Convicted of kidnapping and murder in 2012, Truett Thomas was to serve a life sentence in the Guadalupe County Correctional Facility in Santa Rosa, New Mexico. The New Mexico Supreme Court, however, reversed the conviction and ordered a new trial after it found out Thomas’ constitutional rights were violated, reports the Albuquerque Journal.
Back in 2010, Guadalupe Ashford was found dead behind a trash can in a small parking lot, with authorities arresting Thomas after they found blood on the scene that belonged to him. Thomas denied knowing the woman, though he would not go to trial for another two years.
Before the trial began, New Mexico’s forensic analyst moved away from the state, with the defense initially agreeable to a two-way interview through Skype. Thus, the prosecution did not subpoena the forensic analyst to appear in court. The defense changed its mind as the trial neared, but because it would be too late for a subpoena and since the judge already gave the Skype interview the green light, the trial moved forward.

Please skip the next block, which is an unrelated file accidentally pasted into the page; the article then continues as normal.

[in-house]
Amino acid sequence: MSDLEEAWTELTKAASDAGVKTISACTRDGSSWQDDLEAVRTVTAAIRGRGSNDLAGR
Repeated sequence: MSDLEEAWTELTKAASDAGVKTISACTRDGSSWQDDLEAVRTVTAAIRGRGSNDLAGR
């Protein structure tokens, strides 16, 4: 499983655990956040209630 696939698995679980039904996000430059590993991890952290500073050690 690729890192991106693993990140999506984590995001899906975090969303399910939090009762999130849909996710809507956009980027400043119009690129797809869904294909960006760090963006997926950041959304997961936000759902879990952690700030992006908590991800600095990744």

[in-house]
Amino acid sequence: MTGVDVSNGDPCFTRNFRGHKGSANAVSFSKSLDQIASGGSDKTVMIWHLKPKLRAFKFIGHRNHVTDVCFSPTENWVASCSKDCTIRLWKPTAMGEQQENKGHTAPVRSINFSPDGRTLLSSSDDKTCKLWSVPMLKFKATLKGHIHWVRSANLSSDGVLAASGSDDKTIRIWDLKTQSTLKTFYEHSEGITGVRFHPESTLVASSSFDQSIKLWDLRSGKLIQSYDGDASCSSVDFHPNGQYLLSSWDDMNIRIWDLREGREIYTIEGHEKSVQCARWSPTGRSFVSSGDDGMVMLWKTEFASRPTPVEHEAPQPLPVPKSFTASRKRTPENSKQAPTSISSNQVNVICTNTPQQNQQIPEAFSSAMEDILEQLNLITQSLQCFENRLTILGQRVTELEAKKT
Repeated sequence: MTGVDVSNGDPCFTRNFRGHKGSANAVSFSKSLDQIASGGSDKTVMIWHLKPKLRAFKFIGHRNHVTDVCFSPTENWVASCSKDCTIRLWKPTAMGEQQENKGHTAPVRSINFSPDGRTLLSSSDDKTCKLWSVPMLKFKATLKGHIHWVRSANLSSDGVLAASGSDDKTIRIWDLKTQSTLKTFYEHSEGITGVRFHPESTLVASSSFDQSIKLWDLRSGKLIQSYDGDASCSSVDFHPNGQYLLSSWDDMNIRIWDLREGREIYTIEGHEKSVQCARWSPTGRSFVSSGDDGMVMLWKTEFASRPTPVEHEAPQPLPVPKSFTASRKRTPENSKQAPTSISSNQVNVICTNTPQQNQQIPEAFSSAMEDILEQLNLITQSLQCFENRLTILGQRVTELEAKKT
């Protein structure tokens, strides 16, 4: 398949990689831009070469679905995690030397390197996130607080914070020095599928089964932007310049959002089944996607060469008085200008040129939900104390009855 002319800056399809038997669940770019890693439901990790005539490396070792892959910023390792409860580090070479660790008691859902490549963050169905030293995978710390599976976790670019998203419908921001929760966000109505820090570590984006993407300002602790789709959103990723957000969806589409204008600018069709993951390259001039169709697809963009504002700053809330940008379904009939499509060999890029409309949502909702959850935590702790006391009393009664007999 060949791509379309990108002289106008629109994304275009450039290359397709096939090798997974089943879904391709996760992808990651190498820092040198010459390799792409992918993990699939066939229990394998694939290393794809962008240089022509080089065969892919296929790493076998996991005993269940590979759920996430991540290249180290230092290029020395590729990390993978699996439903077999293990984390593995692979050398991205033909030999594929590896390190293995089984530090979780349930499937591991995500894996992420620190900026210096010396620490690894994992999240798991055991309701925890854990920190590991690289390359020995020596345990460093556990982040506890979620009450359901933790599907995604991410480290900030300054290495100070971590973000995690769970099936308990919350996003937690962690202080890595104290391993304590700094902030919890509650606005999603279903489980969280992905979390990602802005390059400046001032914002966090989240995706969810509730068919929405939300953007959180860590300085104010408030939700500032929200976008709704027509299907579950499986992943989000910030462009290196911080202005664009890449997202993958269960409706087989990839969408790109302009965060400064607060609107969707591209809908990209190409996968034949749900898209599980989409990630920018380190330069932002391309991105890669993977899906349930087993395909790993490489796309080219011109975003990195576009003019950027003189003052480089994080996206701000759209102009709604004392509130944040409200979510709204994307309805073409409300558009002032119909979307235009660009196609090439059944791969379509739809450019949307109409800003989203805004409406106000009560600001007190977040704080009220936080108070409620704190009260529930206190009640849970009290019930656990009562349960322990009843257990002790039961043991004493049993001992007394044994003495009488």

Thomas was subsequently found guilty of kidnapping and murder, though the New Mexico Supreme Court found that Thomas’ Sixth Amendment rights were violated. The Sixth Amendment gives a defendant the right to confront witnesses in court, which did not happen in Thomas’ case, since the forensic analyst was interviewed through Skype.
“[The forensic analyst’s] involvement in the case was significant, and she testified to the results of the measurements she performed,” reads the unanimous New Mexico Supreme Court decision. “The DNA profiles were offered as the sole evidence that implicated Defendant in this crime. We conclude that there is no reasonable possibility the testimony of the absent forensic analyst did not influence the verdict and accordingly that the error was not harmless.”
New Mexico’s top court also noted that, back in 2002, the U.S. Supreme Court denied a proposal that would allow unavailable witnesses to testify through two-way video chat by amending the Federal Rules of Criminal Procedure.
As a result, not only did the New Mexico Supreme Court toss out the kidnapping charges, but also order a retrial on the murder charges. According to the highest court in the state, the retrial is not considered double jeopardy, since there was enough evidence to sustain a conviction in the original trial.
- Samsung’s jailed chairman freed after sentence reduced and suspended
- North Korea denies accusations of WannaCry attack involvement
- How an Oregon man’s fight for traffic camera fairness reached a federal court
- Governments are stepping in to regulate social media, but there may be a better way
- Editor of Ruth Bader Ginsburg documentary on what makes her a supreme icon